The Conference Board reported Thursday that its Leading Economic Index® (LEI) for the U.S. increased 0.1 percent in February to 123.2 (2010 = 100), following a 0.2 percent decline in January, and a 0.3 percent decline in December.
"The U.S. LEI increased slightly in February, after back-to-back monthly declines, but housing permits, stock prices, consumer expectations, and new orders remain sources of weakness," said Ataman Ozyildirim, Director of Business Cycles and Growth Research at The Conference Board. "Although the LEI's six-month growth rate has moderated considerably in recent months, the outlook remains positive with little chance of a downturn in the near-term."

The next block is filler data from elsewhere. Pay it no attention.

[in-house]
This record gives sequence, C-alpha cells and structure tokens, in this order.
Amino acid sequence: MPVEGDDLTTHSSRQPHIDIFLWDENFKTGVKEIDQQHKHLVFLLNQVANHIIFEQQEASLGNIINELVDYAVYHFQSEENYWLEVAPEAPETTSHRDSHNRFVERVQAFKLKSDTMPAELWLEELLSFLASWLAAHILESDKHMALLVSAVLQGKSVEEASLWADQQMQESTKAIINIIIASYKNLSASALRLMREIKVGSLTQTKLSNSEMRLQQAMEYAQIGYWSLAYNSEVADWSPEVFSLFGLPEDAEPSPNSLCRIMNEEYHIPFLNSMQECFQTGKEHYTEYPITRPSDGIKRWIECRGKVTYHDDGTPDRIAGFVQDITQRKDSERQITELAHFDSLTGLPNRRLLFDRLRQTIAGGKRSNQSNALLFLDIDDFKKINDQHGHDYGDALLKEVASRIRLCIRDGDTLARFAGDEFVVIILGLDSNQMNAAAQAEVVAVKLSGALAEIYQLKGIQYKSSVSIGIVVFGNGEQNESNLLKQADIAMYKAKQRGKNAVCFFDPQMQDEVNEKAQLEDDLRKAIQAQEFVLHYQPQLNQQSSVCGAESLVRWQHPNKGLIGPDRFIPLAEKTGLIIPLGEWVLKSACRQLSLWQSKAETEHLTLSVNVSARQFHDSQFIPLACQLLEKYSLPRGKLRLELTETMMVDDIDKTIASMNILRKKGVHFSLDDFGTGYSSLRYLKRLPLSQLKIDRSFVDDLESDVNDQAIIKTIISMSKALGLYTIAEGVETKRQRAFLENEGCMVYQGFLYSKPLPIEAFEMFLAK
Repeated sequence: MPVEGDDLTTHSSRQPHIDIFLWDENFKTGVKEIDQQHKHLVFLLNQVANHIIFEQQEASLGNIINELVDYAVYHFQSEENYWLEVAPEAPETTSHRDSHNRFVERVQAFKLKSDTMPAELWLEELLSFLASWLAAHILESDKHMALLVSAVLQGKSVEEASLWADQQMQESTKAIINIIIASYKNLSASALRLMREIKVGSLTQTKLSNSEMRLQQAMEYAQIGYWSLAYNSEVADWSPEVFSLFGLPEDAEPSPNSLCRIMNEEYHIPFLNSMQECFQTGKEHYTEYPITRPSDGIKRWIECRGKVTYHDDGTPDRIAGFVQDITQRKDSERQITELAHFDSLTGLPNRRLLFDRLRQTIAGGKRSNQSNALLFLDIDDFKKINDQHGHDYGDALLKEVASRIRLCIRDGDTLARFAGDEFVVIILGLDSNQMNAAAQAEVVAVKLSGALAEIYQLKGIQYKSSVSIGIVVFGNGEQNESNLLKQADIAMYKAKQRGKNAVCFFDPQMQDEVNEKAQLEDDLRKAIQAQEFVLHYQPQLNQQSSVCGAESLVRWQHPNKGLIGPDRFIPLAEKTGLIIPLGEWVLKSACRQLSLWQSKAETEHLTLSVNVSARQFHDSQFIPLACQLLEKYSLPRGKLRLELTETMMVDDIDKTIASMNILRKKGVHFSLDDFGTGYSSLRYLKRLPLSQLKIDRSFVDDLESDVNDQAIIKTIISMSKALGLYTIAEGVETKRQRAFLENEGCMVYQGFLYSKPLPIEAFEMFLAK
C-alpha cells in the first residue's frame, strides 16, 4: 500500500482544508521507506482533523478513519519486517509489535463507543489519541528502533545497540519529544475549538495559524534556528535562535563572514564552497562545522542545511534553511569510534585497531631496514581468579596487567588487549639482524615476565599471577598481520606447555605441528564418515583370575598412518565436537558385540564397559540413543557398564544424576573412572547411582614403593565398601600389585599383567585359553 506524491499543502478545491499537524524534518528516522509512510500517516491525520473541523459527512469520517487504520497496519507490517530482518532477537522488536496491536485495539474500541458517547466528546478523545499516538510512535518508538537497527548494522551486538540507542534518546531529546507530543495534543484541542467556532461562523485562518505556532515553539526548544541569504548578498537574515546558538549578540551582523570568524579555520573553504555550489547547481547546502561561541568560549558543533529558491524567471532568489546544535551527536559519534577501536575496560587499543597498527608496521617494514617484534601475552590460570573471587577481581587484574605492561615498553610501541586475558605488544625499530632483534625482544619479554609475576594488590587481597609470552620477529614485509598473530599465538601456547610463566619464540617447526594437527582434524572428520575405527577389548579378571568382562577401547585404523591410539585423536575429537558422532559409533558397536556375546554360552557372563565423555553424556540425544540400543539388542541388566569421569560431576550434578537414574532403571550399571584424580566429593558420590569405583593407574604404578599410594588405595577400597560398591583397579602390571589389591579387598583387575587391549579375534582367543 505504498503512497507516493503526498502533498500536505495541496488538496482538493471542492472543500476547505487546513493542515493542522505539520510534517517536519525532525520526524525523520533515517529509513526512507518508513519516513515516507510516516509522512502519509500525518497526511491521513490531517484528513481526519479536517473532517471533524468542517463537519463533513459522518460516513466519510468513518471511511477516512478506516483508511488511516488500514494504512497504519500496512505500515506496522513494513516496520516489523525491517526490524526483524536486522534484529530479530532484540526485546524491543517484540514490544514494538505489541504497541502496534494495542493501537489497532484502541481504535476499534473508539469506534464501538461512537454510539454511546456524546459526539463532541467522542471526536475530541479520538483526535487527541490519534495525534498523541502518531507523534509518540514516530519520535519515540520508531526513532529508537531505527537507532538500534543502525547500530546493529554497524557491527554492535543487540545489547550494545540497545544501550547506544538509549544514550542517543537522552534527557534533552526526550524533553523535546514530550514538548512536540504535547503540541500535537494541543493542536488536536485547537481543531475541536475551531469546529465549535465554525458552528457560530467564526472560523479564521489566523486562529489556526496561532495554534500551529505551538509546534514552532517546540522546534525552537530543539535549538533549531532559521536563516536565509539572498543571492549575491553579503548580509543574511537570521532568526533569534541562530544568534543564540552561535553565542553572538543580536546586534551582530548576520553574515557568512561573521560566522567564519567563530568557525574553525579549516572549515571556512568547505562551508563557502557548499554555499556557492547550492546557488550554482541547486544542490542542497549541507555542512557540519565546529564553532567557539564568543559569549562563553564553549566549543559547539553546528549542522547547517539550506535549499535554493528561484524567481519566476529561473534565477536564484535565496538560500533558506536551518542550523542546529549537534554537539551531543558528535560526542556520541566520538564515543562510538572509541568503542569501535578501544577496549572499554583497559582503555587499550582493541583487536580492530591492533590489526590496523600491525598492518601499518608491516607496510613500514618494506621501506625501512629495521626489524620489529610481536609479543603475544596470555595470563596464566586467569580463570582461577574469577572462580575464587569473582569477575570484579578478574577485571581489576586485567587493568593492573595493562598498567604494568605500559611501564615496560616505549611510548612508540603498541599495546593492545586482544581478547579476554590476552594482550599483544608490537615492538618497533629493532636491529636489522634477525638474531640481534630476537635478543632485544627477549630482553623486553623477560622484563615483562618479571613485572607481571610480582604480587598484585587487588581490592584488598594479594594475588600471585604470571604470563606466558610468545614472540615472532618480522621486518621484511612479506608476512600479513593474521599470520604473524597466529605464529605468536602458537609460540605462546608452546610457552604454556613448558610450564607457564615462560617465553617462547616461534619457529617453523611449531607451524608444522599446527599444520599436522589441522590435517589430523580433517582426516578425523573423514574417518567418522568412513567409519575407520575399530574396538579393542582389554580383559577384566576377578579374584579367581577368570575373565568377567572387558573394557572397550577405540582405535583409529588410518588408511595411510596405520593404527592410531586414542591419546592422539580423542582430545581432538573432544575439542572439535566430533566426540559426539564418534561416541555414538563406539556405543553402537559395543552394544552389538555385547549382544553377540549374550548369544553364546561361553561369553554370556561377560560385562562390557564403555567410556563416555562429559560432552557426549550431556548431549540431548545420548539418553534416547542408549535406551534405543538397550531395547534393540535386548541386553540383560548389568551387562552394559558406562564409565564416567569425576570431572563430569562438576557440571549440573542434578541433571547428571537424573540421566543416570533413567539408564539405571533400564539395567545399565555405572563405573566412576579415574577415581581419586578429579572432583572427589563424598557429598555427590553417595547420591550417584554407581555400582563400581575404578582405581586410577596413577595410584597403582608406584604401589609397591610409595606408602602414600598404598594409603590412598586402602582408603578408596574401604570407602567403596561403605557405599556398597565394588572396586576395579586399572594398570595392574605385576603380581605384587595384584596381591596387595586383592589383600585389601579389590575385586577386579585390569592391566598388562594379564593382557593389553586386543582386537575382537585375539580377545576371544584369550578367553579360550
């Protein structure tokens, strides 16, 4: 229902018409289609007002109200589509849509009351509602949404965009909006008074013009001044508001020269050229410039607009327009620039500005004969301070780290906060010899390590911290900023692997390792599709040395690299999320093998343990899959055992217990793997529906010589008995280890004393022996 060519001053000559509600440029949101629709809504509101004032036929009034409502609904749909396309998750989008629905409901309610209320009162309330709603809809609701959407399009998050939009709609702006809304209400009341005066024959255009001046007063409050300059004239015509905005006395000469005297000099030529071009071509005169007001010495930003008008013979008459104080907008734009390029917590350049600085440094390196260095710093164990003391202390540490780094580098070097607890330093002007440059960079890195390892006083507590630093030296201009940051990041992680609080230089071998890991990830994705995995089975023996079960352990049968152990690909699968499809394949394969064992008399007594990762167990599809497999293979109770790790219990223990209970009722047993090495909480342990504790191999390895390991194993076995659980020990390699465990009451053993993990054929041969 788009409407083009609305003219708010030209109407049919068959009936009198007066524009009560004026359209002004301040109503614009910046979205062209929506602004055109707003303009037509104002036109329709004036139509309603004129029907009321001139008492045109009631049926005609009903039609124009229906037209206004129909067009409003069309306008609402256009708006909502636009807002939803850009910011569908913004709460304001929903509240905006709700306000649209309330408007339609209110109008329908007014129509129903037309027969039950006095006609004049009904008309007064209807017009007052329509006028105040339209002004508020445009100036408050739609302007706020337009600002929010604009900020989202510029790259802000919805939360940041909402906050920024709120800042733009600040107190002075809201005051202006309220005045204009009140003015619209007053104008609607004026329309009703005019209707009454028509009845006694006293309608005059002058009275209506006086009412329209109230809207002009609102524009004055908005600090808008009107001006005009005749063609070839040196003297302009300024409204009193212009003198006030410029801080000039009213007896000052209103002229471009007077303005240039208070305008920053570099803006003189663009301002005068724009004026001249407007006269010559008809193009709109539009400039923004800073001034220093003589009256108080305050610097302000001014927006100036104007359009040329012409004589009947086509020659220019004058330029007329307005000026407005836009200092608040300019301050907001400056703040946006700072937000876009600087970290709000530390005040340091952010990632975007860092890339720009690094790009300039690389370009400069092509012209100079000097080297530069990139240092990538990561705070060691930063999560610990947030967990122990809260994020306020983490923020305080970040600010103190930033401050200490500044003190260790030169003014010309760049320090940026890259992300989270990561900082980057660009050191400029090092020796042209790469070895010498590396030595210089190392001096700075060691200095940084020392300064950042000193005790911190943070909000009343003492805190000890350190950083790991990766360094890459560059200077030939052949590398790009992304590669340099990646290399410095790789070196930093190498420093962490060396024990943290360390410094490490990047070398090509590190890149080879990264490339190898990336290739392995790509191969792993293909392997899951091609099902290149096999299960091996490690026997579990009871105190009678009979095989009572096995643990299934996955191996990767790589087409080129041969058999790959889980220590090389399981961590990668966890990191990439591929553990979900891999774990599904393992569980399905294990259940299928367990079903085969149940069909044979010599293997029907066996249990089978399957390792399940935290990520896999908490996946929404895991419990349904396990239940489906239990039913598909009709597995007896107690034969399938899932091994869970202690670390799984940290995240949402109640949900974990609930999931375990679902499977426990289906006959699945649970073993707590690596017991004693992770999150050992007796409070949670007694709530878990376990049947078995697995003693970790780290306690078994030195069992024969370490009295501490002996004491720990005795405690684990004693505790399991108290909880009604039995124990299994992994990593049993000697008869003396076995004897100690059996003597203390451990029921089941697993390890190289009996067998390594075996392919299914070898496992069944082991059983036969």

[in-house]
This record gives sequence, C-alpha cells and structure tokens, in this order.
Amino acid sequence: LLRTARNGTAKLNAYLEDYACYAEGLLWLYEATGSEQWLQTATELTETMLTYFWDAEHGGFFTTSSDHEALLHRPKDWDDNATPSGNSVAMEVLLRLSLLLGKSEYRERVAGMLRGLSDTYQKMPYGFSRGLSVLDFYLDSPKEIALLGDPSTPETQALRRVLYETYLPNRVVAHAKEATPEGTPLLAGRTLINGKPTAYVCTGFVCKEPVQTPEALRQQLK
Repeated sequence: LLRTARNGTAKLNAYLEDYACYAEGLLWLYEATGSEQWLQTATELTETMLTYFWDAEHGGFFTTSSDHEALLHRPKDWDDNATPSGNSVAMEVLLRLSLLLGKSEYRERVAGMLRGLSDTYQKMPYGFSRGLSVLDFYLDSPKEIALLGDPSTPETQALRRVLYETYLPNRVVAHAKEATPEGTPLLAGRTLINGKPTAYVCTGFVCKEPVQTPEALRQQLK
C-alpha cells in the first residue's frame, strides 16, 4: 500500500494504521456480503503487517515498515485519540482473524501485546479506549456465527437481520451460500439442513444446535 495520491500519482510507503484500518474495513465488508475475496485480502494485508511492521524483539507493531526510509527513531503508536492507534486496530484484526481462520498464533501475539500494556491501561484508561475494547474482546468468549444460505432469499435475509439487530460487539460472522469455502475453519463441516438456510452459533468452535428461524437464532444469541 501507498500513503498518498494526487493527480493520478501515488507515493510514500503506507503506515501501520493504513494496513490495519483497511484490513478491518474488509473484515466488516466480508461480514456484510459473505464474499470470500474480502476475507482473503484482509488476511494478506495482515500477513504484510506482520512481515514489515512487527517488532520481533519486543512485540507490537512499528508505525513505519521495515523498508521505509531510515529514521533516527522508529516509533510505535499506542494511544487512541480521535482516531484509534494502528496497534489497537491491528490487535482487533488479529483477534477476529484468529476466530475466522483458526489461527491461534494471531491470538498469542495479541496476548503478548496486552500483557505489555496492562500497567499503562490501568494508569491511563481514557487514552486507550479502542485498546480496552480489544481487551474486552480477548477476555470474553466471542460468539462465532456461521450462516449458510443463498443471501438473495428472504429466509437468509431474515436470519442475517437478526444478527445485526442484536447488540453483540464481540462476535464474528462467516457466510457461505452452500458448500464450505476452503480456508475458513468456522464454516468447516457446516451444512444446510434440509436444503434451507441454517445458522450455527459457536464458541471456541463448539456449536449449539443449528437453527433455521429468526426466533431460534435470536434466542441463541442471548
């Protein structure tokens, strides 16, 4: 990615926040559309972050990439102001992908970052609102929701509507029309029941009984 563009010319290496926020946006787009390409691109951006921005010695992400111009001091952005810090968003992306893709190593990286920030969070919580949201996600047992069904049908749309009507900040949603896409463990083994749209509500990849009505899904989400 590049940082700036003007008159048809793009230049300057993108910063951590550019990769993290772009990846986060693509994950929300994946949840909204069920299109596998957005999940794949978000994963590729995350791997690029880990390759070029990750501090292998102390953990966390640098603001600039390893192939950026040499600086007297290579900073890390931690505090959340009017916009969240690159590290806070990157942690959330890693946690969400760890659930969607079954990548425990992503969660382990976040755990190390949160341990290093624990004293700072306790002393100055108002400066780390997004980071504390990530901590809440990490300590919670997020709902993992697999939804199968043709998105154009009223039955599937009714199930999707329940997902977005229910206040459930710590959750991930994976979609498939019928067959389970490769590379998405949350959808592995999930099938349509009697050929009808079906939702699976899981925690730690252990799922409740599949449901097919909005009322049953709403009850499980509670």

The Conference Board Coincident Economic Index® (CEI) for the U.S. increased 0.1 percent in February to 113.3 (2010 = 100), following a 0.3 percent increase in January, and a 0.2 percent increase in December.
The Conference Board Lagging Economic Index® (LAG) for the U.S. increased 0.4 percent in February to 120.4 (2010 = 100), following a 0.1 percent increase in October, and no change in December.
The composite economic indexes are the key elements in an analytic system designed to signal peaks and troughs in the business cycle. The leading, coincident, and lagging economic indexes are essentially composite averages of several individual leading, coincident, or lagging indicators. They are constructed to summarize and reveal common turning point patterns in economic data in a clearer and more convincing manner than any individual component – primarily because they smooth out some of the volatility of individual components.